Julian Barnes lone, Etc (Jonathan Cape £15.99)

5v ,;;"-.s ated by the ‘rauqht love 'a"<it‘- o‘ la'aN Barnes hiking /t Over ti<,..:>°.’ess f' no the prospect of this deer) ', .."ai‘."ac t:.'e And at first a .ch noes seen: to offe" , aloe't a decaue .s s'. angry, self- “I: .a":: cant" '.:: cie')‘o"stra‘.e tl‘e -_~-‘.-s"‘. '1‘ " s "o 81.;arti)!c)ds <2 a"<i "ari "at".e, '.‘.'I‘.:Ie

v at. o

:1 c f.."e-"es'.c>."-r‘.c; i‘as prosper-er: since our last

"1}, .'-;"‘ :3 '“3 °. \(' "‘OS't SUCH???

:<:i'i'.."..-:>s 1:; 'ieai) L.‘I‘l‘(‘SO.’".'OO

" s :ie "t; iai‘clie of a i s . r r. ' 'c 'securttres I 3) 3 '(f'ict [.185 Of Iii‘) u ' t v othe . i , 't t oor's ° 'st- s ("t ' Bu '.l‘ 3e {rte trials :' T] T" ::.. at .2" fine o'“c;.na r‘o‘xel ,‘si'i""-.‘(l .ia are


of the onset of middle age and its accompanying fears and loneliness make Love, Etc a much more satisfying read. iAIlan Radcliffe)

BRETON FICTION No Great Mischief

Alistair MacLeod (Jonathan Cape £15.99) 4 Canada has a great trio of tetcernational’y famous writers in Carol Sh'e‘ds, Aiice Munro and Michael Of“,(la€i°.l€. TF‘C'C'S a fourtn turbo has been absent from th.s 'st ‘or too 'ong, tho-deb may be 0022"“ to the fact that A ista r hfacLeod takes around ten years to to a book; 63, be “as 0.20 iseed his rst nove;

lvlacLeoo .s a do et, tweed-capped acaoem c, who has ‘.'.‘."I’. n short stones about tne tiny, remote commanty of Cape Breton, Nova Scotfa lvtacLeod s an astouedrg writer wno has spent a decade ooi sr ng and burn snr‘g words o'“ the ex. e to loss exoer enced by teose who le‘t Scot and for Canada, and the 1 es 0‘ fan“. ‘y, r story and aegaage that bind these characters over 200 years later

T".s book :3 lice a beta“; sentimenta' song sang 'ate at cignt u'xben yOa’re J'.."<, but :t’s 'aceo I" a toughness ma<es :g'eam

Mo ra lef‘rey-

12 August 2000


Iain M. Banks

Look To Windward (Orbit £16.99)

In 1987, Consider Phlebas unleashed on an unsuspecting public the insanely imaginative world of the Culture, a highly evolved, near-perfect race. There then followed two more Culture novels which consolidated Iain M. Banks’ position as a first rate sci-fi writer. He then began a series of experimental books, with varying success, but Look To Windward is a return to the mind-boggling world of the Culture and what’s more, it's one of his best works yet.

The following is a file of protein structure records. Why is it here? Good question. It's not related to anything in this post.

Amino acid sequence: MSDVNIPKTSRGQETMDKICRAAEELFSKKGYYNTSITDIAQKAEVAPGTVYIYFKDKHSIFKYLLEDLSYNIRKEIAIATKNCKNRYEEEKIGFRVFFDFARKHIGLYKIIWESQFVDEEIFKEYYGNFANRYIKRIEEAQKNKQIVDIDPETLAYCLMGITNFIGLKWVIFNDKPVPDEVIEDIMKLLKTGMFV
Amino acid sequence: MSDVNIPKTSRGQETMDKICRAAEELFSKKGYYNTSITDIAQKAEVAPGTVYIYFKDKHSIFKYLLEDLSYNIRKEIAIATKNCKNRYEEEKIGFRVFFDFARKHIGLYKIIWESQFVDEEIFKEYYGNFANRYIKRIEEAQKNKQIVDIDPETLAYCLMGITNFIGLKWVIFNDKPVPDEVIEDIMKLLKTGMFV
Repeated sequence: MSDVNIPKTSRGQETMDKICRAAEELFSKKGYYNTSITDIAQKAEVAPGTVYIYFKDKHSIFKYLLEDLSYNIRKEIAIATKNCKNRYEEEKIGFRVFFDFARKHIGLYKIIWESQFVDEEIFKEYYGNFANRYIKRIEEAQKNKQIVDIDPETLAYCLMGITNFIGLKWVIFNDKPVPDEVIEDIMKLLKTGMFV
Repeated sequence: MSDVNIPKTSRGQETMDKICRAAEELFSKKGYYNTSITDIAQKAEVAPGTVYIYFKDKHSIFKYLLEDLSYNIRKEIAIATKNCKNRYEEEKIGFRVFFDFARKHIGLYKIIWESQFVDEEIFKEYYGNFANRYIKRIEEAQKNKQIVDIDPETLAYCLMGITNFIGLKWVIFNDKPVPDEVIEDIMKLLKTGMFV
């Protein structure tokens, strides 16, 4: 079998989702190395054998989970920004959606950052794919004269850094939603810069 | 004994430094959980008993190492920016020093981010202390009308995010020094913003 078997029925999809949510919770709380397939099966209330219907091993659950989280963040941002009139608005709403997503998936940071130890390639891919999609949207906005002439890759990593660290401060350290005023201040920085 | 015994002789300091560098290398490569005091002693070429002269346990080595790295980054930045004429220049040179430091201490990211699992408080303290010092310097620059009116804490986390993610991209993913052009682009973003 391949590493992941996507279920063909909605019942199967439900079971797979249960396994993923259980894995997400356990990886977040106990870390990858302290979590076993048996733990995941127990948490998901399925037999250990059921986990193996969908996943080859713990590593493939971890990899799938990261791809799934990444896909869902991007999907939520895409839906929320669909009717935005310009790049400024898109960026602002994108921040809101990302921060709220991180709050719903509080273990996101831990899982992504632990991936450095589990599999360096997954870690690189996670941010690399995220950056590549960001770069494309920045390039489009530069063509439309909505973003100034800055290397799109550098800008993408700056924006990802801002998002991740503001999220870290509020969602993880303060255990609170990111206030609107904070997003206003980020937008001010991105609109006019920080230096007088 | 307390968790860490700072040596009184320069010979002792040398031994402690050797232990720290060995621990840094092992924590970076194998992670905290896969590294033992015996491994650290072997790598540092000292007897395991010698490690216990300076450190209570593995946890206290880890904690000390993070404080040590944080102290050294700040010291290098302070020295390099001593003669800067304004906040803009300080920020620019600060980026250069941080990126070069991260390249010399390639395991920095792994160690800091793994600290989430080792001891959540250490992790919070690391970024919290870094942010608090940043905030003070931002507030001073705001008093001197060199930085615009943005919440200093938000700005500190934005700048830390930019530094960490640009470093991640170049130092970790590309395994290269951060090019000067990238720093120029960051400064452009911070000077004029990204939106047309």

The story centres around Orbital Masaqi, one of the Culture’s gigantic bracelet-shaped artificial worlds, and home to a famous Chelgrian composer and exile,


L00 TO



A welcome return to form for Banks

Ziller. In the build-up to a climactic concert on the Orbital, the Chelgrians send an emissary, Quilan, to persuade Ziller that he should make a permanent visit back home. Underneath the surface though, is a plot so secret that even Quilan doesn't know about it at first.

All of this is really just a backdrop of sorts for the author's startling breadth of imagination. The action shifts effortlessly between past, present and future, while we delve into a nanoscopic world, and are transported across unimaginable distances with ease. The factor which sets Banks' novels apart from the sci-fi pack however, is his ability to combine all of this bamboozling technology with an incredibly touching humanity. His characters - be they humans, aliens or machines - are delicately drawn and it is their failings and triumphs which really draw you into these unfamiliar landscapes and make Look To Windward a

welcome return to form. (Doug Johnstone)


Two Kinds Of Wonderful (Review £9.99)

Ten years ago, Ro/ left her family to start a new life in London. Pulled back to Edinburgh for her Nan's funeral, emotional wounds still fester but the lighthearted plot showered with sensational family secrets culminates in renewed, if siiohtly manic, family happiness

Like her character, who fell into a career of offbeat Journalism and SIOI'yV‘JrlIng, lsla Dewar has a gossip columnist's ability to distil details which gently tease the reader until she discloses some ltl|(y snippet which reveals Just a little more In a confidential, posthumous letter, Nan emerges as a bit of a raver, which explains why an uncoiiipi‘elieiidinu Roz must scatter her ashes on lvlull.

Dewar lyrically reflects the soundbite age when she comments on a red triumph convertible she inherits from Nan. "This wasn't a car. It was a lifestyle’. Dippinc; in and out of her charac tei‘s' confused iiiiiids, Dewar Wittin reports on the generation gap, conc Iudinc; that it is a creVice not a crater (Denyse Presley)


events munsniiv 1o


Christopher Harvie ()ch (’ollege. Rut-hum Room. l’iiixei‘sit} of Iicliiihtii'gli. South Bridge. (132 \322. (i..‘~I)piii. l‘i‘ee. Joint author of Hip RUM] (Ii) Home Rule

(Polygon [I I9”! discusses his hook.

\\ Iiieli charts the progress of Scottiin cle\oliitioii during the leth century



Terry Jones \Vuicisionc‘s. 153 15." Satieliieliall Street. 333 9W5. 5.30pm. I‘ree I‘tll IIL‘Ixc‘lCcI. Jones l'c'utls Il‘mll “Iv/11c“ .'lll(/ 'I'lii’ .S‘i/iiin' il’;i\ iIioii U299). the sequel to his first. eiioi‘iiiotisl} popular iio\el for )oiiiig adults The King/u .'ll1(l 'I‘lic'



Marc Pye \\';iieisioiie‘s. IS.) IS" Satieliieliall Street. 333 9M5. "pm. l‘i'ee but tieketetl. .\l;ire l’} e reads from his first iio\el /.i)//ipr)/) (Seepti'e illli \L‘I iii

(ilgisgon. See I'tlHi('\/’HHHIL’ [wee f).